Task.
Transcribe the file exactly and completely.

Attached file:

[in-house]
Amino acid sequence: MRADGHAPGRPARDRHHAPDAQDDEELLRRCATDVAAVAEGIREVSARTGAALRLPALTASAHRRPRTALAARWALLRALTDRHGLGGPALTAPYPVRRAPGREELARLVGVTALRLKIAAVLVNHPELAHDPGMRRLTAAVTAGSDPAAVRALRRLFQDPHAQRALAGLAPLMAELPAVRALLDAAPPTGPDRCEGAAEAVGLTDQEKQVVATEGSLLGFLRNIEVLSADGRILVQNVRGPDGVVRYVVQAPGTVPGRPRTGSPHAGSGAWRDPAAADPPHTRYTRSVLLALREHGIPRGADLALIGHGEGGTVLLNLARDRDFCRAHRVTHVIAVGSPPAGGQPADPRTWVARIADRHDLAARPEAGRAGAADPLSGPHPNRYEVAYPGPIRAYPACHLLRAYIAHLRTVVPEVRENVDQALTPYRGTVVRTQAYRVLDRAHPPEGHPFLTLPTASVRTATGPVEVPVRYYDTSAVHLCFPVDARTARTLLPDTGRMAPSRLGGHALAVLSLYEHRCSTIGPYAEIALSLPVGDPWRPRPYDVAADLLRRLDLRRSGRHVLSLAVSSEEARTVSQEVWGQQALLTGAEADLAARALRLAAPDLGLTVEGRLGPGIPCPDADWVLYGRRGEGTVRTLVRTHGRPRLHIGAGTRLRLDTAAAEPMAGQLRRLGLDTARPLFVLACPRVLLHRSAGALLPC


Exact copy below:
[in-house]
Amino acid sequence: MRADGHAPGRPARDRHHAPDAQDDEELLRRCATDVAAVAEGIREVSARTGAALRLPALTASAHRRPRTALAARWALLRALTDRHGLGGPALTAPYPVRRAPGREELARLVGVTALRLKIAAVLVNHPELAHDPGMRRLTAAVTAGSDPAAVRALRRLFQDPHAQRALAGLAPLMAELPAVRALLDAAPPTGPDRCEGAAEAVGLTDQEKQVVATEGSLLGFLRNIEVLSADGRILVQNVRGPDGVVRYVVQAPGTVPGRPRTGSPHAGSGAWRDPAAADPPHTRYTRSVLLALREHGIPRGADLALIGHGEGGTVLLNLARDRDFCRAHRVTHVIAVGSPPAGGQPADPRTWVARIADRHDLAARPEAGRAGAADPLSGPHPNRYEVAYPGPIRAYPACHLLRAYIAHLRTVVPEVRENVDQALTPYRGTVVRTQAYRVLDRAHPPEGHPFLTLPTASVRTATGPVEVPVRYYDTSAVHLCFPVDARTARTLLPDTGRMAPSRLGGHALAVLSLYEHRCSTIGPYAEIALSLPVGDPWRPRPYDVAADLLRRLDLRRSGRHVLSLAVSSEEARTVSQEVWGQQALLTGAEADLAARALRLAAPDLGLTVEGRLGPGIPCPDADWVLYGRRGEGTVRTLVRTHGRPRLHIGAGTRLRLDTAAAEPMAGQLRRLGLDTARPLFVLACPRVLLHRSAGALLPC